Surveillance Strategy Report — Surveillance Innovation
Enhancing Surveillance Through Innovation
Download and print the full Surveillance Strategy: Public Health Surveillance: Preparing for the Future [PDF – 40 Pages, 15.8 MB].
Finding new tools and ideas to enhance the collection and use of health data is a key part of improving surveillance. CDC is embracing innovation in a host of ways.
The section of the report on these pages, Innovation, highlights progress made through innovation and partnerships.
- Read this section of the report by clicking on the buttons below.
- To go to the next section of the report, click on the link, Moving Ahead, which gives a vision for the future.
- To go to the previous section of the report, click on the link, Taking the Initiative.
Learn more about CDC’s work to modernize surveillance and data through innovation:
Read our blogs and stories.
Get resources from the Public Health Informatics Institute (PHII) on building Informatics-Savvy Health Departments.
The CDC Health Information Innovation Consortium (CHIIC) was launched to foster and promote creative solutions to surveillance challenges unique to public health.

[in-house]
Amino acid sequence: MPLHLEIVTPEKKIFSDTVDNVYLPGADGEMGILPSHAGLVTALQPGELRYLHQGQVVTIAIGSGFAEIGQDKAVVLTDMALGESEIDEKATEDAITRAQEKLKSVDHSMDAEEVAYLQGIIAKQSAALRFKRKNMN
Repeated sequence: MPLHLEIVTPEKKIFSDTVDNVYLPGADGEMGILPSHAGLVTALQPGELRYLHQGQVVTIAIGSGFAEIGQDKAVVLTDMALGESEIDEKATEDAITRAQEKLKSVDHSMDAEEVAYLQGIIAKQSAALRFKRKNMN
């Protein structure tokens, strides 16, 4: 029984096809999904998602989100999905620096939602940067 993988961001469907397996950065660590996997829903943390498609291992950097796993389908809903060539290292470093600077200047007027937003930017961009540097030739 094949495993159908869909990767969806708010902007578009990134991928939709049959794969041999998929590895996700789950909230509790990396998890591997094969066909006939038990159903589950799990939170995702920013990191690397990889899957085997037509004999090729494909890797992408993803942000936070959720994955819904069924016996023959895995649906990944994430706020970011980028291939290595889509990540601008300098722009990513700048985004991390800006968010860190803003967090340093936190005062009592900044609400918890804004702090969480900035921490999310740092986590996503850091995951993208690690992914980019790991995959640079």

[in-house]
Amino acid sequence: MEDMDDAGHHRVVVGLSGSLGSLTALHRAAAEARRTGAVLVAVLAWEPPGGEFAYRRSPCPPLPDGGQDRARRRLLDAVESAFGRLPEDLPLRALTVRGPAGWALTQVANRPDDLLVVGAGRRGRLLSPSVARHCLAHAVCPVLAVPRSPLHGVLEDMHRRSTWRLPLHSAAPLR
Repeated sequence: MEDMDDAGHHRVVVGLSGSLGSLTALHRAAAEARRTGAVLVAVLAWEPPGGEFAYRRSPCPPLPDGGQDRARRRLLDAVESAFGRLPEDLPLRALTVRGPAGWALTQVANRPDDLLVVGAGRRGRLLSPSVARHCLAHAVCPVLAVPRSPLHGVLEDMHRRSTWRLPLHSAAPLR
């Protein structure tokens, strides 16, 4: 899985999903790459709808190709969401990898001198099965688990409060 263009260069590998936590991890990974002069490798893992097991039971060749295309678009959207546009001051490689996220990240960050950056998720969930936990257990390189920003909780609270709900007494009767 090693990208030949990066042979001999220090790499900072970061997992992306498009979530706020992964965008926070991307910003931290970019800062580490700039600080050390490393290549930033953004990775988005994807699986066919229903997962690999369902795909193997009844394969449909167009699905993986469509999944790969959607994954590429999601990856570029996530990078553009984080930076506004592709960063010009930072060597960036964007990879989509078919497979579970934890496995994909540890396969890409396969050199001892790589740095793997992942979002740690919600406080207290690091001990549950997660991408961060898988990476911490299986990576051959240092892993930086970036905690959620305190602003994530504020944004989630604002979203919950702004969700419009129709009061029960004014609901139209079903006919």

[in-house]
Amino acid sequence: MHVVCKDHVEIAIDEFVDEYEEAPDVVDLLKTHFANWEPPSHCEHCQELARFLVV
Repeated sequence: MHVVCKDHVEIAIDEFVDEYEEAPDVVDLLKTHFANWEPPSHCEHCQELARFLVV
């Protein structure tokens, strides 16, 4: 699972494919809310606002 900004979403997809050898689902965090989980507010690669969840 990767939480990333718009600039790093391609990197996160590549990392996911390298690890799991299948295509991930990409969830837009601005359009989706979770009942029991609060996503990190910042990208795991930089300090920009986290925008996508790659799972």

Working with the latest innovations is important to being part of the health data landscape at large. CDC informatics projects have focused on new tools, including electronic health records; modern data visualization techniques; and the use of Fast Healthcare Interoperability Resources, or FHIR (pronounced “fire”), a suite of open source, web-based technology that centers on enhancing data interoperability.
Two additional strategic priorities have expanded the strategy’s innovation efforts: the Surveillance Data Platform, which is working toward shared tools and services to reduce the burden of data reporting on CDC and our partners; and the Digital Bridge, a collaborative effort among partners in health care, public health, and health information technology that focuses on electronic case reporting of health data.
Innovation at CDC also focuses on partnerships within government, private, and academic sectors to advance progress in public health. These include tapping into the HHS Entrepreneurs-in-Residence Program; collaborating with universities, such as Georgia Tech; and engaging established and rising data experts to learn from each other in novel ways through events like code-a-thons.